Ryan Mason Shuts Out Arizona, Cal Clinches

California returned to the land of the living on Saturday, clinching its first Pac-12 series since March 27-29 and shutting out high-powered Arizona -- the Pac-12 leaders in batting average -- behind a resurgent 8.0-inning outing from junior righty Ryan Mason.

No. 16 California came into this weekend’s road series against Arizona having scored just four runs in its past 36 innings. The top offense in the Pac-12, the Wildcats had scored 12 runs in their last four contests. For the first two games of their annual series, though, the Golden Bears have almost completely silenced the top offense in the Pac-12, with Cal junior righty Ryan Mason turning in a scintillating 8.0 innings of shutout ball in a 4-0 series-clinching victory Saturday night in Tucson.

“That was a nice outing, right there,” gushed pitching coach Mike Neu. “We had Mason dialed tonight. We’re feeling pretty confident right now. When you pitch and play defense like that, you have a chance to win every single game. That’s really encouraging, especially in Arizona, where runs are scored in heaps, sometimes. It’s been a pretty good first two days.”

The Bears (25-14, 12-8 in Pac-12) won their first series since the March 27-29 set on the road at Utah, having dropped two of three to Washington State, Stanford and No. 3 UCLA in the interim. The Wildcats (24-16, 9-11) have now lost four straight, five of their last six and 10 of their last 12.

“I thought that was huge,” Neu said. “Last weekend, at UCLA, we were four outs away from winning that series, and I thought our guys competed, especially our pitchers. They competed so well in that final game, and it was just a well-pitched, tough game. It was a tough loss to go back home, with a series loss, against one of the highest-ranked teams in the country, and a first-place team. We had that series. To come in this weekend and to win the first two with a chance to sweep, it really feels like were back to how we were playing earlier in the year.”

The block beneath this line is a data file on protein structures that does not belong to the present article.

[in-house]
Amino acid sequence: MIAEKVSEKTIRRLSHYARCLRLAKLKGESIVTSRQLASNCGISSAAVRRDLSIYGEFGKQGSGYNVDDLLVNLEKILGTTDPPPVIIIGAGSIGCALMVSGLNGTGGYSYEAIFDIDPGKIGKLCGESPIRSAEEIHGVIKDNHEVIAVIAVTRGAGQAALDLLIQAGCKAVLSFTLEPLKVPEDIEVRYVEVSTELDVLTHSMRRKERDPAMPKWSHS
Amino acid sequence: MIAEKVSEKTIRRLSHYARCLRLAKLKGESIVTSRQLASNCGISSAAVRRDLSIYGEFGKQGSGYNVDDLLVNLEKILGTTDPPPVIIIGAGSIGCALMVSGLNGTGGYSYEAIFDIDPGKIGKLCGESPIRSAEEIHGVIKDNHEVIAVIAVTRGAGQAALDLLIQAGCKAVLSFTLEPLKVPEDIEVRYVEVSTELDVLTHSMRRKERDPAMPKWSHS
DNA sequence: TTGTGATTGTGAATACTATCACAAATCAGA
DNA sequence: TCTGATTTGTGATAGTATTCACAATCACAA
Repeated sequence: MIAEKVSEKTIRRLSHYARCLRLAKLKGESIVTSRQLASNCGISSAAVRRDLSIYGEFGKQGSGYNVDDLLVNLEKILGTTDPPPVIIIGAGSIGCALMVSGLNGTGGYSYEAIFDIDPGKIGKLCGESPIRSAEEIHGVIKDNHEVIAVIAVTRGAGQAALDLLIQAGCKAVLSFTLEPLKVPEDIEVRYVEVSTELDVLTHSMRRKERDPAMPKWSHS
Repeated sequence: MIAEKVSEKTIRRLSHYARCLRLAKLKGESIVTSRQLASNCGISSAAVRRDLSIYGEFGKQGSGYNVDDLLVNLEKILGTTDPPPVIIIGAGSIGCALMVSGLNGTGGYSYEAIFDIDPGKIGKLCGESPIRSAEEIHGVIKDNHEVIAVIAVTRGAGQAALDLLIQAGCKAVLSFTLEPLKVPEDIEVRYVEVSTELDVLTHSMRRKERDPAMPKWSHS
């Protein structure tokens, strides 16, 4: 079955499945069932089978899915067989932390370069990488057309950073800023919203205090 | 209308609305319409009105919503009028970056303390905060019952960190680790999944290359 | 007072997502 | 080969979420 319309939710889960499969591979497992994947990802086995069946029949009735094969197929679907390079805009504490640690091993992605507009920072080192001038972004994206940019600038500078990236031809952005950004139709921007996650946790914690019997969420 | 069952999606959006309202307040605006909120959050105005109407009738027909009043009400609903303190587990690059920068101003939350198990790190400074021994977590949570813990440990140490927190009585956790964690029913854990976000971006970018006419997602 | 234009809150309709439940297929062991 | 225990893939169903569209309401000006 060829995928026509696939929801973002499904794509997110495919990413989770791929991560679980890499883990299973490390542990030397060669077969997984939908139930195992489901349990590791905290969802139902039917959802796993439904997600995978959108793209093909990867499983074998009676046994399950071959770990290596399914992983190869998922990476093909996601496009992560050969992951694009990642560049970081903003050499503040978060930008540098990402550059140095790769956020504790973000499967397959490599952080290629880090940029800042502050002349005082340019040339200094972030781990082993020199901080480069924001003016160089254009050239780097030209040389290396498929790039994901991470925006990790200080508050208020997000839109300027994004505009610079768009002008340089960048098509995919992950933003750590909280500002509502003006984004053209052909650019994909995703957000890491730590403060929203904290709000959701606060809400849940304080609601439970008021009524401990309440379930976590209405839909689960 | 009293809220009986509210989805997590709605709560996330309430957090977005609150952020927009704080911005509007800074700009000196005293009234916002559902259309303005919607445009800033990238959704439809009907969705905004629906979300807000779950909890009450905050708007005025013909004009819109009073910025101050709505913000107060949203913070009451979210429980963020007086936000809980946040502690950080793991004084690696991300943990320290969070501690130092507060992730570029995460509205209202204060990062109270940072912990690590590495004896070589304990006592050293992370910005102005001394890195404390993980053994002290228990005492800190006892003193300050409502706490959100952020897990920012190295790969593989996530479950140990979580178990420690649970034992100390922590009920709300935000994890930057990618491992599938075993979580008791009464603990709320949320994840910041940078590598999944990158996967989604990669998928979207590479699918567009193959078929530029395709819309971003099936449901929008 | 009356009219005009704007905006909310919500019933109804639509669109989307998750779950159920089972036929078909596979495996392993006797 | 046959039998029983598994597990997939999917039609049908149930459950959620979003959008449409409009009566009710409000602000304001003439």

With the win, Cal moved ever closer to the magical 15-win plateau in league play -- which has, historically, meant a near-automatic bid into the postseason -- by keeping pressure on junior righty Nathan Bannister.

Sophomore center fielder Aaron Knapp led off the to of the first with an 0-2 double to right center, and freshman catcher Brett Cumberland reached via a hit-by-pitch with two outs, before Bannister was able to wriggle off the hook with a fly out by Mitchell Kranson.

Bannister retired the next six Bears in order, but cracked in the top of the fourth. Junior right fielder Devin Pearson -- batting sixth in the order for the second straight night, after missing a month due to a broken hamate bone– came up with his biggest hit since returning to the lineup full-time on April 21, in the top of the fourth.

First baseman Chris Paul singled to lead off the frame, and with one out, Kranson doubled down the right field line on the first pitch he saw from Bannister. Following suit, Pearson did the same, driving in both Kranson and Paul to give the Bears a 2-0 lead.

“It helps a lot having Pearson back, healthy,” Neu said of the veteran outfielder, who went 1-for-3 with an outfield assist on the night. “I think Pearson is a leader. He just plays hard all the time, and when he’s in the game, he gives us a little extra spark. Obviously, he plays great defense, really, really competes every time up and he gives us more depth in our lineup. We were struggling a little bit, lacking that leadership. He makes everyone around him play better.”

Mason -- having earlier escaped a two-on, two-out pickle in the bottom of the second with a pop-out by left fielder Ryan Aguilar, and gotten a key double play after a leadoff single in the bottom of the first – got into his third jam in the bottom of the third, as Justin Behnke reached to lead off the frame on a throwing error from freshman shortstop Preston GrandPre. But, Mason needed just five more pitches to record three straight groundouts – including the final two to GrandPre – to end the frame.